Montana's net-metering law, enacted in July 1999, applies to all customers of investor-owned utilities. Systems up to 50 kilowatts (kW) in capacity that generate electricity using solar, wind or hydropower are eligible. No limit on enrollment or statewide installed capacity is specified. Utilities may not require customer-generators to comply with any additional standards or requirements beyond those established by the National Electric Code, National Electrical Safety Code, Institute of Electrical and Electronic Engineers (IEEE), and Underwriters Laboratories (UL).
Net Excess Generation
Net excess generation (NEG) is credited to the customer's next monthly bill. The customer may choose to start the net metering period at the beginning of January, April, July or October to match seasonal farming cycles. At the beginning of the year -- either in January, April, July or October, depending on the customer's choice -- any remaining unused kilowatt-hour (kWh) credits accumulated during the previous year are granted to the utility.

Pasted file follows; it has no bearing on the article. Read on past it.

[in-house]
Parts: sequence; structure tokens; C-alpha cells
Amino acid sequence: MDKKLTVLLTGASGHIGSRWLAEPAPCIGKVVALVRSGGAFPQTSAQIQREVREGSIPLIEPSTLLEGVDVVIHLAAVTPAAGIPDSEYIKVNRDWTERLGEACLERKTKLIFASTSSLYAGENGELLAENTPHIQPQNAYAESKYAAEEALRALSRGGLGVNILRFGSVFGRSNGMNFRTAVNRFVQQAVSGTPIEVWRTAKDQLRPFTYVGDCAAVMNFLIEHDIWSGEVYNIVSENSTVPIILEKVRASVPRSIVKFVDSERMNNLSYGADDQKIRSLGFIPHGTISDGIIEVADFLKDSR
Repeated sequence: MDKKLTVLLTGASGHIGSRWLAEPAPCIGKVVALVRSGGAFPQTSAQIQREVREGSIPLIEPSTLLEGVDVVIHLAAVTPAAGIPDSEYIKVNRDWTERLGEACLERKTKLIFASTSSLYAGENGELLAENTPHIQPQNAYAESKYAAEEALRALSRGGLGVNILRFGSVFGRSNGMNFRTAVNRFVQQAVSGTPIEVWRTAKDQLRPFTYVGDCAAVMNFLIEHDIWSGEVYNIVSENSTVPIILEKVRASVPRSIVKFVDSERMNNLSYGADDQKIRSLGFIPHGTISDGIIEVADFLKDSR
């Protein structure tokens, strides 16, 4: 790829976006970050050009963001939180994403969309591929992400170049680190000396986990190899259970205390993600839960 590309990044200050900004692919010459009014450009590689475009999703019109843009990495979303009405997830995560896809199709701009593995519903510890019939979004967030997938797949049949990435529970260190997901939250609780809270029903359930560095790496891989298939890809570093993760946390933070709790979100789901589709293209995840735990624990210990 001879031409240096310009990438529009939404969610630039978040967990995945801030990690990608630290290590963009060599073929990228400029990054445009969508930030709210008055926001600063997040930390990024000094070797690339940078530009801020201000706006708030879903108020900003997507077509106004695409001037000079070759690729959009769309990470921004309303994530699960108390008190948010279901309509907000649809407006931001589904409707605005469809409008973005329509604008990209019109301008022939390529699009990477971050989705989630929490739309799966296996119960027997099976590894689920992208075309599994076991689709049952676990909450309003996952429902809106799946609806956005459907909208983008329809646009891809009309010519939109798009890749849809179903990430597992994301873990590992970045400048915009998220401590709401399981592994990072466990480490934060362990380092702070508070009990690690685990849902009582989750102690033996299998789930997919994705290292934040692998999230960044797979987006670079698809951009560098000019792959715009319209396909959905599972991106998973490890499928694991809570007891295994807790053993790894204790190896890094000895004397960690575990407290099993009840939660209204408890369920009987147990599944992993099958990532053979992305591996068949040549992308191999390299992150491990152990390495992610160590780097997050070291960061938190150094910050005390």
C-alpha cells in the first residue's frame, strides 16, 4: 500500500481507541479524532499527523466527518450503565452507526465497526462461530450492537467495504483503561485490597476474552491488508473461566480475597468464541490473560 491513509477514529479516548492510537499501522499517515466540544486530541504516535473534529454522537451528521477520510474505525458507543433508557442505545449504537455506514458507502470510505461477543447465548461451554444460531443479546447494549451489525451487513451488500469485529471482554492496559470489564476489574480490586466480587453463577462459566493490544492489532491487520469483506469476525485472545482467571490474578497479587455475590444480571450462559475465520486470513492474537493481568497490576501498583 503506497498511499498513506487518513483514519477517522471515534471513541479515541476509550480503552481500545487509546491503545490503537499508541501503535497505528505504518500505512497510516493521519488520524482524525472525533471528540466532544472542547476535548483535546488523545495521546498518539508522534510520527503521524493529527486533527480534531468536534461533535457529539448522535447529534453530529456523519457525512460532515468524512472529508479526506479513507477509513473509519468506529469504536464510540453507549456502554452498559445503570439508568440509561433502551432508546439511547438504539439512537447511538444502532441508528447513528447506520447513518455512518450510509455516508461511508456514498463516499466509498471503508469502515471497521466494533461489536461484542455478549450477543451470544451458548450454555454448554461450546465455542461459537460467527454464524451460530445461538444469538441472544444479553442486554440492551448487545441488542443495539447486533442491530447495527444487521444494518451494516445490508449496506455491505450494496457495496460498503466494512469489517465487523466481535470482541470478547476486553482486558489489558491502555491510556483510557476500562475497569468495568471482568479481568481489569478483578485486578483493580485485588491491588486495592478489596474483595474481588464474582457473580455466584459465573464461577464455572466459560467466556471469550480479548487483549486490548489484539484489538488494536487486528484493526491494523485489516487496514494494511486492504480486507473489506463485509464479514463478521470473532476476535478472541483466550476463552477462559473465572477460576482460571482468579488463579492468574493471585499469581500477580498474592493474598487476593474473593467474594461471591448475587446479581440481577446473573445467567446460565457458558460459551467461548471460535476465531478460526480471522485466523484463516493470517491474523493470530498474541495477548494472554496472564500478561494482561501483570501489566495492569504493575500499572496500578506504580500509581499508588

Montana's electric cooperative utilities developed a draft net-metering agreement in 2001; this agreement has been adopted by most of the state's cooperatives. According to Montana's DEQ, all electric co-ops in the state have voluntarily adopted net-metering policies, contact your electric cooperative to find out if net metering is available.
Studies and Successor Tariff
The Legislature passed a joint resolution in April 2015 to conduct a study on the costs and benefits of net metering, noting it is necessary to determine such impacts before moving forward with changes to the state net metering program. The Energy and Telecommunications Interim Committee reviewed net metering issues, prepared a draft report to the legislature, and has drafted several proposed bills to implement changes to the state's net metering policy to be reviewed by the full legislature in the next session. Committee materials may be found here.
In May 2017, H.B. 219 was signed into law, directing the state's public utilities to study the costs and benefits of customer-generators. After submission of these studies, the Public Service Commission may make a determination as part of a utility's general rate case that customer-generators should be served under a separate class of service with separate rates. Should the Commission make such a determination, existing net metering customers will be grandfathered under current rates for a certain length of time.